Rewriting History

I was watching the History Channel last night and watching a show on the nuclear arms race.  Interestingly, they described the abortive Bay of Pigs invasion of Cuba as happening before JFK took office, and then discussed the Cuban Missile Crisis as JFK's first interaction with Russia.  I find this to be really odd revisionism, and if it were not for Coyote's Law, I would ascribe this to the ongoing Kennedy family effort to polish JFK's historical legacy.  But, having written Coyote's Law, I will just assume the show's producers were ignorant.

Update: I take the point that the Bay of Pigs invasion was a CIA plan in the Eisenhower presidency.  However, JFK was deeply involved in the planning and decision to go ahead, and in fact he and his advisers actually modified the plan, including the invasion site, in ways that hurt the probability of success (if there ever was any).

  • dearieme

    Maybe they decided that mentioning "pigs" in the context of a family of Irish origin would be offensive stereotyping?

  • Larry Sheldon

    I don't understand why apparently intelligent people watch television.

  • Dr. T

    The few times I have watched the History channel (never for more than 10 minutes), I was annoyed by the frequent inaccuracies. Today, we have better access to information than any time in history, but the major media cannot do simple fact-checking before airing a story.

  • http://www.me3tv.org Victor Campbell

    I just got my wireless network to allow me to surf in front of my TV. Now, I can read your blog and absorb useless information at the same time. Just discovered your blog and find it close to 98 percent correct on everything. Maybe I missed something when I was channel surfing through 10 percent content of the History Channel. You can't be THAT good. So far - only I have reached that level of insight in the surveys I've done.

  • Ian Random

    I would actually lean toward intentional lying. I saw some documentary on the Soviet Union and how they nearly went to war with us because their leaders got paranoid about a yearly NATO radio test. The story was heavily sympathetic to the Soviets and said basically we needed to be more understanding.

  • la petite chou chou

    I'm only 27 and I distinctly remember learning in high school that JFK ordered to proceed with the invasion. So, sometime in the last ten years they decided to pass it off to someone else? Interesting.

  • Scott Wiggins

    I caught a few minutes of the recent broadcast on the hippie culture of the sixties and seventies...I noticed the glowing, wistfull commmentary over something I view as social disintegration on a monumental scale. The drug culture of the hippies is still something we are trying to overcome. How many millions of youths have had their lives ruined or even lost following the hippie drug culture...Obviously, some old hippies are employed by the History channel...Not a good sign.

  • Mark

    The problem with liberals is not just that they rewrite history, it is that they are ahistorical. That is why they can attack the Iraq War as some sort of fiasco. Ask a liberal why the Iraq War is bad they will respond that there have been massive casualties and deaths of American soldiers. The fact is, the casaulties, each one tragic, are minimal.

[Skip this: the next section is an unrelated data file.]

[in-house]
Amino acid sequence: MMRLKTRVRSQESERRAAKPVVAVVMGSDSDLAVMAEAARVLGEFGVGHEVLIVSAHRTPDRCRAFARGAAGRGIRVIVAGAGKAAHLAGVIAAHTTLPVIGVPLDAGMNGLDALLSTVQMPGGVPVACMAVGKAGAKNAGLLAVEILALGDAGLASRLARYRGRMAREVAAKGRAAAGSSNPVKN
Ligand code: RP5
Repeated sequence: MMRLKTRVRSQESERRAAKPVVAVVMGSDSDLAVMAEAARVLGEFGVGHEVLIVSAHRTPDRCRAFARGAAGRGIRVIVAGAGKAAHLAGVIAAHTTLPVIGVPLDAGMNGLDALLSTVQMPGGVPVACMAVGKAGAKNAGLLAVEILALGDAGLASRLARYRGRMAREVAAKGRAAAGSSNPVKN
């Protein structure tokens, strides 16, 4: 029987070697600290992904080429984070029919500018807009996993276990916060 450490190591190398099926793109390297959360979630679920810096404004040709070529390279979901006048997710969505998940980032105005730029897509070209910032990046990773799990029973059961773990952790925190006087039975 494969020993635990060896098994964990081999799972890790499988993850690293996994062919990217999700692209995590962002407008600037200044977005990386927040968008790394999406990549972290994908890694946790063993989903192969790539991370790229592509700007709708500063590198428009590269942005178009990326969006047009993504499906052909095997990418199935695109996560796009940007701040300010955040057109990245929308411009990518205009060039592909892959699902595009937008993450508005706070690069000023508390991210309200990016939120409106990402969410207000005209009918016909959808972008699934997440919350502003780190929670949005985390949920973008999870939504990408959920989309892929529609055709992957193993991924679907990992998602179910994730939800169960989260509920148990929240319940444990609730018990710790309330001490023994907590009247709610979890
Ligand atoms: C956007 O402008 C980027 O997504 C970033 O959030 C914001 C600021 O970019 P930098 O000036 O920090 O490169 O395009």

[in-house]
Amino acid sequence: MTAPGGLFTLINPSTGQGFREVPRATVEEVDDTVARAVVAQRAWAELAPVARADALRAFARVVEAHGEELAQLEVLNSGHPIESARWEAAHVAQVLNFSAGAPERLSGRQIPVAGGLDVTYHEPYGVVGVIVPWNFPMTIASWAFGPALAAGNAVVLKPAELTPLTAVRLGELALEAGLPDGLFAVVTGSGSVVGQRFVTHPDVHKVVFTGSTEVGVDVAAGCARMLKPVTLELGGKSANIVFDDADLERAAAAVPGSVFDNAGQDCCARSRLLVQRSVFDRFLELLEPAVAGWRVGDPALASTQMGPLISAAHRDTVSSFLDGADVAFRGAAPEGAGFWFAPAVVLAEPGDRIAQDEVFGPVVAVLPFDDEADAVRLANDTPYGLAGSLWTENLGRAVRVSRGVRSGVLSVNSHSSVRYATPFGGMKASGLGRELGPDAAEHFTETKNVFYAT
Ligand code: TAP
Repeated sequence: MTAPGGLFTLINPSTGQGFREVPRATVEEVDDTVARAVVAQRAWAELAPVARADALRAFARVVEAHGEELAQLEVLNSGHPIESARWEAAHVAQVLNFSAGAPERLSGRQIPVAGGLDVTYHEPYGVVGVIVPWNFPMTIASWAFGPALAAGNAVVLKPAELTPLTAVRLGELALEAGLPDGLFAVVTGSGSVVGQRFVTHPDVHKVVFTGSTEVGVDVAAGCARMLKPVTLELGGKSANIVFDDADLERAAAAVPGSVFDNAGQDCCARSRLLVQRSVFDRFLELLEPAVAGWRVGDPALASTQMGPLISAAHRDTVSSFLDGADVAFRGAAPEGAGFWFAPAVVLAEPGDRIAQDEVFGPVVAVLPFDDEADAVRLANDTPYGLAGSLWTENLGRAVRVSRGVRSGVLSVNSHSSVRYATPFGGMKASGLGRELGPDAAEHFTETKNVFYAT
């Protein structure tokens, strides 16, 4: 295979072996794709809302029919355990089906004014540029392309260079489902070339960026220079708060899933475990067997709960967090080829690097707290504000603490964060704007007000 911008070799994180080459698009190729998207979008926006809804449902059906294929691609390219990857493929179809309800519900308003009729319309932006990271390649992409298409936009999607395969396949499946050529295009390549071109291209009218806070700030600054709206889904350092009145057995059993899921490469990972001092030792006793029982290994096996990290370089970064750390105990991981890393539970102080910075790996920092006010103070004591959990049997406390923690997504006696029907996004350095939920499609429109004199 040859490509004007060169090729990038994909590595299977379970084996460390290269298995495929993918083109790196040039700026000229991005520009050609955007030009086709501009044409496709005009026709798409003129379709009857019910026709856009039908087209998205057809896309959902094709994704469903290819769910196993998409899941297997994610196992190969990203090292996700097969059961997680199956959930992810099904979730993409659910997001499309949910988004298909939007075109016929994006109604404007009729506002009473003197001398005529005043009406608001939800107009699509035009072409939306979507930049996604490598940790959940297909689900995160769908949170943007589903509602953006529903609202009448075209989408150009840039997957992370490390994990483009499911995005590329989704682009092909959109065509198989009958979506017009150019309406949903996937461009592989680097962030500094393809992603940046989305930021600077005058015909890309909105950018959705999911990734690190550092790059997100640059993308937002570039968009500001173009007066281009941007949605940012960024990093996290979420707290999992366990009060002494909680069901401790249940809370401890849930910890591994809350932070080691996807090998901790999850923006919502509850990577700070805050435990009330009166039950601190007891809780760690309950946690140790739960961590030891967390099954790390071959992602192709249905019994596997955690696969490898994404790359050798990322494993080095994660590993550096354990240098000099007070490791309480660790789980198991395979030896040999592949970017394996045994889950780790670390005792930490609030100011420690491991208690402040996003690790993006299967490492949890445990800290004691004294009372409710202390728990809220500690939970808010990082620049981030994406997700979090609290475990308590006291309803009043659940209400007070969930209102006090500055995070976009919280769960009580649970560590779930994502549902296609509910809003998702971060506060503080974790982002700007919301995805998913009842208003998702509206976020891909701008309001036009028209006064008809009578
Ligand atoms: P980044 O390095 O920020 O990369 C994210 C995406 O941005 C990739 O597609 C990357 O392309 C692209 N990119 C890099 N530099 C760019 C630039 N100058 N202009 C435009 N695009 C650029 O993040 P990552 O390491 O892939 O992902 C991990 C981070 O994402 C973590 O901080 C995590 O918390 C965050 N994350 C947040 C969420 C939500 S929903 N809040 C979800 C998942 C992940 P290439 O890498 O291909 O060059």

The insurgents in Iraq could never win except by fooling a bunch of Democratic losers that everything is terrible.

  • kebko

    Yeah, Mark. The only problem anybody has with the Iraq war is the casualty count. There is absolutely no other reasonable criticism that anybody could or has made about it. You are absolutely right about that. Absolutely. Move along now....nothing to see here.

  • Sedulous

    I wonder if Coyote's Law only applies in non-Communist countries? Maybe you should add that as the exception to the rule (or maybe it's already their and I just missed it.)

    The Soviet Union (and I assume other communist countries) was/are infamous for their conspiratorial rewriting of history whenever some leader fell out of favor. Removing statues, taking them out of photos, deleting them in history books. That took a lot of people. People alive while revisioning occurs know it's going on -- its the new generation that are clueless, unless the older generation tells them (at their own peril).

  • Mark

    And the "problems" with the Iraq War are?

    I agree that there have been mistakes made, but mistakes are inherent in all wars. The same criticisms made about the Iraq War could have been made for WWII and the Civil War too. The real truth is that the American public is fickle and cannot understand that some things take time. And, we have seen how with this time things that seemed to be "lost" now suddenly are going the other way.

  • Mark

    And the "problems" with the Iraq War are?

    I agree that there have been mistakes made, but mistakes are inherent in all wars. The same criticisms made about the Iraq War could have been made for WWII and the Civil War too. The real truth is that the American public is fickle and cannot understand that some things take time. And, we have seen how with this time things that seemed to be "lost" now suddenly are going the other way.

  • http://oddcitizen.com Martel Firing

    JFK, had he lived longer, would have been remembered as among the most incompetent presidents we've had, in company with Jimmy Carter and Bill Clinton. However, now he's sainted/martyred, and glorified by liberal academics and syncophants, some of whom write history and make movies.